PSU Theater eyes ‘professional’ spotlight

| Marcus Clem reporter |

A line of people out the door and stretching down the block for Pittsburg State’s student coterie is not unexpected during any given show, and now PSU Theater is set for a stage said to be key in taking that success to the next level.
The Center for the Arts will open its doors this August, and one of its chief features will be a 250-seat performance stage.
“I am so excited,” said Taylor Patterson, senior in communication. “I feel so lucky that during my last year that I get to work or perform in this new center.
“PSU Theater that I have known is ending, but a new era is starting for our underclassmen.”
Memorial Auditorium and Convention Center, located at 503 N. Pine, has held PSU Theater’s largest shows with a maximum capacity of 1,500.
However, says Cynthia Allan, chair and professor of communication, the new location will save her department time and resources and open new opportunities for her students.
“It was a win-win for everybody,” Allan said of PSU Theater’s relationship with Memorial. “This won’t affect them too much because they no longer have to try to cram events … It gives them a lot more booking flexibility than they had before.”
In taking up the space offered by the Center for the Arts, PSU Theater won’t have to pay an $800 fee previously owed for each series of performances at Memorial, though Allan says that cost was usually covered by awarding the proceeds from a matinée showing.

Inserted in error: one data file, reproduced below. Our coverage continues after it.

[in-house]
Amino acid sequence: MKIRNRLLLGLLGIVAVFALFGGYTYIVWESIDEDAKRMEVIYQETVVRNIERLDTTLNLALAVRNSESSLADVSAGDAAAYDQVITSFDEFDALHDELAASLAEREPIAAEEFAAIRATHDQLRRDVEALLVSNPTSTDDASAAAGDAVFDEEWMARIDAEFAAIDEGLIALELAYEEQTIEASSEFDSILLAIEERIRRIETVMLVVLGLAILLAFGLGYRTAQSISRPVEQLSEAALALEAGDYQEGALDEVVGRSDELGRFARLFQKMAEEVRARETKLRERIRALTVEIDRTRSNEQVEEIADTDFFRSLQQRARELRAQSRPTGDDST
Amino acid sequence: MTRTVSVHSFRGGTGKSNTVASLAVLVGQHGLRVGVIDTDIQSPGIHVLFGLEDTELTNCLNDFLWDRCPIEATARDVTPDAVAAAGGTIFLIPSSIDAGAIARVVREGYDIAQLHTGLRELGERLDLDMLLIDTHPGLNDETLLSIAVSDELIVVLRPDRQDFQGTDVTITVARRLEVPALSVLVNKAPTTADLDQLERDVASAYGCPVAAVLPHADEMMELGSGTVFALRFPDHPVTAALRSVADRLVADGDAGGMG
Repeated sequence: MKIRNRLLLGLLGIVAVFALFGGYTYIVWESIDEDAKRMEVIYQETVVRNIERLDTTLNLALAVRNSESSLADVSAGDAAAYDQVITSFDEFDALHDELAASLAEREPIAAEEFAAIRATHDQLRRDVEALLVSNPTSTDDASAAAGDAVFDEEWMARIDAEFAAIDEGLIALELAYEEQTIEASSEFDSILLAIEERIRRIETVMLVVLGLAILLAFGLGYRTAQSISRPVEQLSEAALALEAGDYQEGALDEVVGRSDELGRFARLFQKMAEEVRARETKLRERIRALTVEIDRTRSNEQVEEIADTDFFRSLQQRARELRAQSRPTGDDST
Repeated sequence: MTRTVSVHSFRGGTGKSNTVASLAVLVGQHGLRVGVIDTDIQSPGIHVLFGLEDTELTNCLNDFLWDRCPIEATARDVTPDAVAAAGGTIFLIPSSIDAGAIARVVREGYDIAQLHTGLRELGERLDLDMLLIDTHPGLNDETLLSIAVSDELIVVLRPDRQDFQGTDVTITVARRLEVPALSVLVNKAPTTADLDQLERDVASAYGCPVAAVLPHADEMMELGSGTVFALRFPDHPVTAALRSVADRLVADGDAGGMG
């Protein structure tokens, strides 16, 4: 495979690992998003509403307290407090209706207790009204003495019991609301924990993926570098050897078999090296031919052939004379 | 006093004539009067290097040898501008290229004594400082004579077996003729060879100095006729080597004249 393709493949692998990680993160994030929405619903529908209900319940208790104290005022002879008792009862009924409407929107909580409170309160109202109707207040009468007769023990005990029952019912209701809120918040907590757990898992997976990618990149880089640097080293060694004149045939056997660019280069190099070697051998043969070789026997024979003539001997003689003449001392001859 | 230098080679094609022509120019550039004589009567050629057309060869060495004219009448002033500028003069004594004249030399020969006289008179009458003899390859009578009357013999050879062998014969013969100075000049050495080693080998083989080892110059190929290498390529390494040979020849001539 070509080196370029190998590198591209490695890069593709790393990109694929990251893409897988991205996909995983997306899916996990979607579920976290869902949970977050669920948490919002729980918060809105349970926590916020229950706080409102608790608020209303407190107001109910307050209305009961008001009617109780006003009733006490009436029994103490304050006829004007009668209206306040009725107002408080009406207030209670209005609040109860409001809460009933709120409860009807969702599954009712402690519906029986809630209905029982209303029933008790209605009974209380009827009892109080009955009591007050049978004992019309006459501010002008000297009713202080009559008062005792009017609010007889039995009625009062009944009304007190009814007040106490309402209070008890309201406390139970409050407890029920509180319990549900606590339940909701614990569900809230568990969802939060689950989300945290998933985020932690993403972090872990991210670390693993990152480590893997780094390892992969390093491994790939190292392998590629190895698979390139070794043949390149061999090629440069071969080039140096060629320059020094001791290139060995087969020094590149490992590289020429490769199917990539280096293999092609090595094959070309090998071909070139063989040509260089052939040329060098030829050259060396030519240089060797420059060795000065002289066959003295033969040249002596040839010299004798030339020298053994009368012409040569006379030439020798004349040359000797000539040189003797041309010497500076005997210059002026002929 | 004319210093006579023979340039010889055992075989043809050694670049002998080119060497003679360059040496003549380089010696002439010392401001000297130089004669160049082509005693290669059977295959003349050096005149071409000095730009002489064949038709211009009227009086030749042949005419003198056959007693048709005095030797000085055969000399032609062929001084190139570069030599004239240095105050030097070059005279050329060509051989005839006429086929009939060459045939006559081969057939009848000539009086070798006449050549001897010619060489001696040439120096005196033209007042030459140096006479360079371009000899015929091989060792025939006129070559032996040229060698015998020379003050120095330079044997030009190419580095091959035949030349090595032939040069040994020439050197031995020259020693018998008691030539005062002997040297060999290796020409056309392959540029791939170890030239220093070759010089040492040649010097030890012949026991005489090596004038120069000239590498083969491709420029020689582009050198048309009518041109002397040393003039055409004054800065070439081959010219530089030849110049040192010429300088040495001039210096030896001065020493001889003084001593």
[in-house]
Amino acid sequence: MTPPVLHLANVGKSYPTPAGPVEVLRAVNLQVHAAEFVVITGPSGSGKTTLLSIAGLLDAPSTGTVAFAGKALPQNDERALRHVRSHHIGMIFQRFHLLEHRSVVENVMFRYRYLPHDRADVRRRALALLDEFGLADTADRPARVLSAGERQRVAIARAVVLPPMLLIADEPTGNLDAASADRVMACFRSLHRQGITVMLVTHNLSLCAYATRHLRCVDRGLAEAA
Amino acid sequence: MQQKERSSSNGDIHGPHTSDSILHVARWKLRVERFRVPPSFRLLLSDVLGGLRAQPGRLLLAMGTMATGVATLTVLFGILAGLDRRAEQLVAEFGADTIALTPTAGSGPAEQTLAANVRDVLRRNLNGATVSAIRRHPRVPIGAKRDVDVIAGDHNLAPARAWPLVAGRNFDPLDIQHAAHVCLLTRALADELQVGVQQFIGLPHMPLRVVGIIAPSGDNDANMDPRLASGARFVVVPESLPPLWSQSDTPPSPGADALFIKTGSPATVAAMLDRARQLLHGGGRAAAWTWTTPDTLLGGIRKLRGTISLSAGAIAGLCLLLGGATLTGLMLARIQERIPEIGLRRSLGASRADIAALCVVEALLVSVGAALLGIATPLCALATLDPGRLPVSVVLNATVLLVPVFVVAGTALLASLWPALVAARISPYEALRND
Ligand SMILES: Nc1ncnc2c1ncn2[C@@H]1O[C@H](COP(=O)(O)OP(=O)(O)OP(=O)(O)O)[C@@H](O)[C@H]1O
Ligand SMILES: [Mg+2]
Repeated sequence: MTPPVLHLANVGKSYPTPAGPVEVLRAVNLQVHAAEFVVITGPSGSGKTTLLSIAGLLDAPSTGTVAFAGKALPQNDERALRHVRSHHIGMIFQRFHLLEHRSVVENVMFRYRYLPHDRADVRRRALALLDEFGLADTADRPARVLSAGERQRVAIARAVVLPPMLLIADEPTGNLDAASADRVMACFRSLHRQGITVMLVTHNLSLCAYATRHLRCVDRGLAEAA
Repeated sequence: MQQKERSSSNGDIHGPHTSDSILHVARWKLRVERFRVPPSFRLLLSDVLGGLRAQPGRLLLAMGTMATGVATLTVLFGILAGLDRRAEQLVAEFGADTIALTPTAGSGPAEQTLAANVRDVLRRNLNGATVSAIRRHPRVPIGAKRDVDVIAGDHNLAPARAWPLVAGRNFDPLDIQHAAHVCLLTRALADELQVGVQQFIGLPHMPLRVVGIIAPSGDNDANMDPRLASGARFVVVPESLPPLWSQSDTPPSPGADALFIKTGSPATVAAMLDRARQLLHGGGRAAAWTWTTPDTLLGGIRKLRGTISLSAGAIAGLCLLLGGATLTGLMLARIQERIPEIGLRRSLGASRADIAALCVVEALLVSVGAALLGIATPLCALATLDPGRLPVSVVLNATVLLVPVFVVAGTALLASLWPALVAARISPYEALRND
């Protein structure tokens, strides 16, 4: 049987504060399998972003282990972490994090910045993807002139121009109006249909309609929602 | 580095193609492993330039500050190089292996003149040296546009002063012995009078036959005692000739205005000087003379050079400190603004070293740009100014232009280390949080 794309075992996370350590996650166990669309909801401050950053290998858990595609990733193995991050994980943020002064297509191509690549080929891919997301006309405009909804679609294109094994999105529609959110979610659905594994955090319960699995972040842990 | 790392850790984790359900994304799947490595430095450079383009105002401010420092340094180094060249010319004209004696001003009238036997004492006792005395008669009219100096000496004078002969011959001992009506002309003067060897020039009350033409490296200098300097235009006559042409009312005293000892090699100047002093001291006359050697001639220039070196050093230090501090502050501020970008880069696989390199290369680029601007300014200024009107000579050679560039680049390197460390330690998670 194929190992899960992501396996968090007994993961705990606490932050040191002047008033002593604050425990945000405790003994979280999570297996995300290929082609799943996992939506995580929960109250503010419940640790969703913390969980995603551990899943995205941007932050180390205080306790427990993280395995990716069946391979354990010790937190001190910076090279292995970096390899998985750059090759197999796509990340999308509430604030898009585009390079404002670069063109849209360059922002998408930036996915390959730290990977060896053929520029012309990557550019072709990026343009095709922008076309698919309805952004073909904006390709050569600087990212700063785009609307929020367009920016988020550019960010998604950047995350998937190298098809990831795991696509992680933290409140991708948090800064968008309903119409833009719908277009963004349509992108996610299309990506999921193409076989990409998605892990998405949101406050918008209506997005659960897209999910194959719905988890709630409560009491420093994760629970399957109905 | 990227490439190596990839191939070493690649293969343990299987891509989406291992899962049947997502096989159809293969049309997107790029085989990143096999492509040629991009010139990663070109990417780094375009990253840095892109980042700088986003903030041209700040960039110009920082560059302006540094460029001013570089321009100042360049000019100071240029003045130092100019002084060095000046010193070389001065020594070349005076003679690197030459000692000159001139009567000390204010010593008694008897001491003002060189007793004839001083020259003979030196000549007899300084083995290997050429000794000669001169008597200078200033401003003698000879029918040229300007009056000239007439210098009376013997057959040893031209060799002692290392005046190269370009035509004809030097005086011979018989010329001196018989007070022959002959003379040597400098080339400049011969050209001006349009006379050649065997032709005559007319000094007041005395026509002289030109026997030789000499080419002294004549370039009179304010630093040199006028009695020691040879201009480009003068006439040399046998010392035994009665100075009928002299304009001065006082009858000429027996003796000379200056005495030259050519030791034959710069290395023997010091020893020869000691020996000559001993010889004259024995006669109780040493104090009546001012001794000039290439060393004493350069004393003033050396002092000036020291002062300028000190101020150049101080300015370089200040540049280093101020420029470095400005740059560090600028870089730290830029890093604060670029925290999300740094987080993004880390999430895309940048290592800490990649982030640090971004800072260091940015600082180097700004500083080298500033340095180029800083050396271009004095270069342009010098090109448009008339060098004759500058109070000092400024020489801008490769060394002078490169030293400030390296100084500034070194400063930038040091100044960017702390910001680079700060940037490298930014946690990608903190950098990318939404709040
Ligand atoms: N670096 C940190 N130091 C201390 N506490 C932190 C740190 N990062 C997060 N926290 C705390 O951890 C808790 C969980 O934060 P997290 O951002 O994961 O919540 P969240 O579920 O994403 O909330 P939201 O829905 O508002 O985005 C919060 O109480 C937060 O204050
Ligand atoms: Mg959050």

A workshop and extended backstage facilities will help shows set up for most performances, Allan says.
“We will not have to spend money dragging scenery down to Memorial,” she said.
Employment opportunities will also exist for students who want to get a taste of the professional world, says Joseph Firman, Center for the Arts director. Creating this experience on campus was a central goal in the center’s construction, he added.
The Grubbs Hall Studio Theatre will still play an important role as a classroom, rehearsal area and the main performance space for entirely student-run shows, such as A Very Potter Musical.
Eventually, Firman says, all performing arts activities at the university may be able to do everything in the new building.
“The beautiful thing is, we’re expanding capacity,” he said. “Today, there are some programs and shows that are perfect for Grubbs and the Studio Theater, and there are some that are designed for the Center for the Arts theater.
“The new building is a laboratory space. Those of us who are there will be dedicated to the students, to honing their skills.”

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